Permethrin is an insecticide. It deters insects because it kills them when they come in contact with it. Permethrin is intended to be applied to clothing, bed nets, tents, and other fabrics—not directly on the skin. Clothing, shoes, and bed nets are available in fabrics that have been treated with Permethrin. The EPA considers it a likely carcinogen and it is toxic to some fish and other animals. Take care to keep it out of the water supply. Wear Permethrin treated clothing only when exposed to insects.

Always carry an insect repellent when hiking and camping during active bug and tick seasons. Take other precautions as well to limit your exposure to insects and reduce the need for high doses or frequent applications of repellents.

Choose a good camp site. Mosquitoes are prevalent around stagnant water: lakes, snow melt, and marshy areas. They are most active at dawn and dusk. Camp away from lakes and marshes on higher, ventilated territory.

Cover up with loose, light colored clothing. Mosquitoes cannot bite through clothing that is thick and loose. To further block tick access to your skin, tuck your pants into your socks. Ticks are easier to spot on pale colors. In areas with heavy mosquito activity, wear a head net to protect your face. The best head nets are those that have a wire around the bottom to keep the netting from lying against your face.

When you are in known tick infested areas, check frequently all over your body for them including: on the scalp, in the belly button, behind the ears, under arms, between toes, and around private parts. If you find one, remove it immediately. Protecting your fingers with a tissue, bandana, or latex gloves, use fine pointed tweezers to grasp the tick as close to the skin as possible. Pull it straight out with steady even pressure. Disinfect the site of the bite. Keep the tick, sealed in a plastic bag, for a few weeks in case you develop a rash or illness. It may help in the diagnosis of disease.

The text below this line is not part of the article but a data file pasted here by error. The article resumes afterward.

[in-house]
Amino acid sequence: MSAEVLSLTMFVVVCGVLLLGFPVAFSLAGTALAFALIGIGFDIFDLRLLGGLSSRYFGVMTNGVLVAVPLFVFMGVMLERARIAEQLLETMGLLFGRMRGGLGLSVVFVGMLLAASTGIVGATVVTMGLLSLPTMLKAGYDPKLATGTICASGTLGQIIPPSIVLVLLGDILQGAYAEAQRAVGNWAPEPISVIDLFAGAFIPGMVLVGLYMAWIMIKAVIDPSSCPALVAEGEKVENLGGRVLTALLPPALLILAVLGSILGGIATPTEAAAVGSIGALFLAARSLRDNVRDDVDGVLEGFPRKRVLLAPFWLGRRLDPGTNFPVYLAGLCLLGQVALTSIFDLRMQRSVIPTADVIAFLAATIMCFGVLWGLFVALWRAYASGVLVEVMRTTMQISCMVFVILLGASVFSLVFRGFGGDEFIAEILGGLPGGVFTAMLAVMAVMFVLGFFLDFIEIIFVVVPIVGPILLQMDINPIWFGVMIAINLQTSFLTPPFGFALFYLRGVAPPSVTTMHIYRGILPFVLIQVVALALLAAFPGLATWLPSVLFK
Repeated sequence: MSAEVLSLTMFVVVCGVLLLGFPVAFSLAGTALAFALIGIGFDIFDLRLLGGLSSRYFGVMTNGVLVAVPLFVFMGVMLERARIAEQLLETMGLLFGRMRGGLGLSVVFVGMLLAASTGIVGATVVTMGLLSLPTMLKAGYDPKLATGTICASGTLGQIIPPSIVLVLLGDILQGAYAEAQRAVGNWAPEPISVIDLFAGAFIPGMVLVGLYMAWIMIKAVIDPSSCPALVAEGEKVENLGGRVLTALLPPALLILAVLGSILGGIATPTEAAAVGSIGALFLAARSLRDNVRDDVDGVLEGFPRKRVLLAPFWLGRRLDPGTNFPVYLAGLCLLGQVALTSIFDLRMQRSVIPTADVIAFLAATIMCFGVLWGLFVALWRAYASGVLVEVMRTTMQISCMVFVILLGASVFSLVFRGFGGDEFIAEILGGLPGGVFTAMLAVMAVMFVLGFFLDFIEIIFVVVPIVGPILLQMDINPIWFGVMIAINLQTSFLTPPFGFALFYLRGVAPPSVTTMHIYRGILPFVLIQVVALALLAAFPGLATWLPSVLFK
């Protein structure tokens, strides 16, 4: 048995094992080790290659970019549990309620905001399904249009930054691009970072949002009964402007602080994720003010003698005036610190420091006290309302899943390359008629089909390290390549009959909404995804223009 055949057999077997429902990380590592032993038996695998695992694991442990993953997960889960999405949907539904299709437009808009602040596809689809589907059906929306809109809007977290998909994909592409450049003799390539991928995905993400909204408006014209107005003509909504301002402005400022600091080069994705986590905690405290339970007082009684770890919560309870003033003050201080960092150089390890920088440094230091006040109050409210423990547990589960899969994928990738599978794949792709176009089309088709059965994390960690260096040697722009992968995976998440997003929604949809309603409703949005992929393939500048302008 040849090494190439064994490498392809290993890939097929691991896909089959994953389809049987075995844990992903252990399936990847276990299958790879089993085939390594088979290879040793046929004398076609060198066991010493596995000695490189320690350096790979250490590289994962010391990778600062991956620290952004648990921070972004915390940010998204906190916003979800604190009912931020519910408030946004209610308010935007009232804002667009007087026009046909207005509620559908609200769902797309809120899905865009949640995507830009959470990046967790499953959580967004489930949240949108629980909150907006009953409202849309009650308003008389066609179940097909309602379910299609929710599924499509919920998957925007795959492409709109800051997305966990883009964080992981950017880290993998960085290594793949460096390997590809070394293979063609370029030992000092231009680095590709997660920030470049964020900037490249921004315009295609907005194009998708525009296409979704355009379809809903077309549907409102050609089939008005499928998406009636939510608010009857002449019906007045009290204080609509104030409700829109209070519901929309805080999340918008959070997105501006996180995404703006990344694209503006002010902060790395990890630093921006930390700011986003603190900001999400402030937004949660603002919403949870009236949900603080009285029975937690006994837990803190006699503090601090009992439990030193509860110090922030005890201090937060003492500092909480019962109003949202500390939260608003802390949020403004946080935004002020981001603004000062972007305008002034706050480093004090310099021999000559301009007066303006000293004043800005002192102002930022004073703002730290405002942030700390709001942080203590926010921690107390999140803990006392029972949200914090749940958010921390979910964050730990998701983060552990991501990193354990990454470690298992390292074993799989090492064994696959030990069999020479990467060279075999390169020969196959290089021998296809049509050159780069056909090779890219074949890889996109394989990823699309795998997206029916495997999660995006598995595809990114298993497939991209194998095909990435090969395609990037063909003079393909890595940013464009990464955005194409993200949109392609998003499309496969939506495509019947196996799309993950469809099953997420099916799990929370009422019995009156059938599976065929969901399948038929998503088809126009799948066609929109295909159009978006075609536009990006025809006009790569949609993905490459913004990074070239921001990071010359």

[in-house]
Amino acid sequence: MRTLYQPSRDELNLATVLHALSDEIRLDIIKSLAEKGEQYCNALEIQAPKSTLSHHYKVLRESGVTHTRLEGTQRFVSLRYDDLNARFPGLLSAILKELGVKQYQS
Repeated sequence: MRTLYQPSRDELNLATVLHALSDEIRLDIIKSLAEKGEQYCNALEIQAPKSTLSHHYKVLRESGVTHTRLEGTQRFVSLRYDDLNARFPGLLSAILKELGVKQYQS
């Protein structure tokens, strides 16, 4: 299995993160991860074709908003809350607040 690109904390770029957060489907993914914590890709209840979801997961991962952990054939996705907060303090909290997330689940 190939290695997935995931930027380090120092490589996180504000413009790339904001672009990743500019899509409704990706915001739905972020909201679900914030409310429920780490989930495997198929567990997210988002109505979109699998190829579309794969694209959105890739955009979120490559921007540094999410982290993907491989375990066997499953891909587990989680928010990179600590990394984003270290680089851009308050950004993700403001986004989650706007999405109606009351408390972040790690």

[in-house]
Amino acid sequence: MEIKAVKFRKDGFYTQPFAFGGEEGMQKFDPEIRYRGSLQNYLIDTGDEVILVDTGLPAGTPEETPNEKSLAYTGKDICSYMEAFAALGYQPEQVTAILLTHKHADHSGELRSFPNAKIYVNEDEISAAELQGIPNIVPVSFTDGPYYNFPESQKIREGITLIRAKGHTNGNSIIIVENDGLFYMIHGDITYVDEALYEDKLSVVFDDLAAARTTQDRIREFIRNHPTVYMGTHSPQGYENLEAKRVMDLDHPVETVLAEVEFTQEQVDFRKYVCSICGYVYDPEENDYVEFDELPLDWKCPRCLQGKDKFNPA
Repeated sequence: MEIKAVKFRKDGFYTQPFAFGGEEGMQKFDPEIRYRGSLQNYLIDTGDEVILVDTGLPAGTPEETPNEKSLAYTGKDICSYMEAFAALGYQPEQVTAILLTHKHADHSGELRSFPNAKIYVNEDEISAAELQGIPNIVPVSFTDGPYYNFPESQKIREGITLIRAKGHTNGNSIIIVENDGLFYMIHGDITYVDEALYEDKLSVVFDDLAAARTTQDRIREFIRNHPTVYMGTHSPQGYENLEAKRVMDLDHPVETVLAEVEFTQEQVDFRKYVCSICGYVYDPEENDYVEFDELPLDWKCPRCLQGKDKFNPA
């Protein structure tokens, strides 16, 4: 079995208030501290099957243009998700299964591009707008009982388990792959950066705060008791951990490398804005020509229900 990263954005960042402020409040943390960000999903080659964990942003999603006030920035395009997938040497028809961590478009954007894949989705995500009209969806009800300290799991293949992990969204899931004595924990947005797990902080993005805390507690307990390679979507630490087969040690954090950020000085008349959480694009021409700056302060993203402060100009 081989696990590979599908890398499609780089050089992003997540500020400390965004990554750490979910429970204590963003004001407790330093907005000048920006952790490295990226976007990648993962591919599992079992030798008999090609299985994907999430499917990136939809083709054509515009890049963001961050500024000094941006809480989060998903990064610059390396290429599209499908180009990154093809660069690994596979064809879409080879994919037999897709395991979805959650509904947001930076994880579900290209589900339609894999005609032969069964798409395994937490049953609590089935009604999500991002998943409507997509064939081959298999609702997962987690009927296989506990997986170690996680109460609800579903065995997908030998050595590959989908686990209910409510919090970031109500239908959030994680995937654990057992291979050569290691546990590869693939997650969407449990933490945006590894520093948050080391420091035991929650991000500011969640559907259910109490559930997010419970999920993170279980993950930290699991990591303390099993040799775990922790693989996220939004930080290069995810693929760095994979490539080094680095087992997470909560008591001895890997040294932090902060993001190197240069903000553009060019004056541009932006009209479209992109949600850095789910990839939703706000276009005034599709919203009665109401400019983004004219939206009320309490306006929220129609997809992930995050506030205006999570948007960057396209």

To reduce the sting of mosquito bites carry cortisone, antihistamine, or other anti-itch medications. Taking aspirin, ibuprofen, acetaminophen, or an oral antihistamine will reduce the discomfort. Consult with your doctor or first aide guides for solutions best for you.

Some people, like me, are only mildly annoyed by mosquitoes and slightly creeped-out by ticks. For others, like my friend Arthur, who seems to be the proverbial mosquito magnet, the buzzing, biting bandits of blood take the fun out of the out of doors. Whether you are like me or more like Arthur, it takes just one bite from a disease carrying insect to become very ill. Protect your health by using bug repellents. Protect the environment by using them responsibly.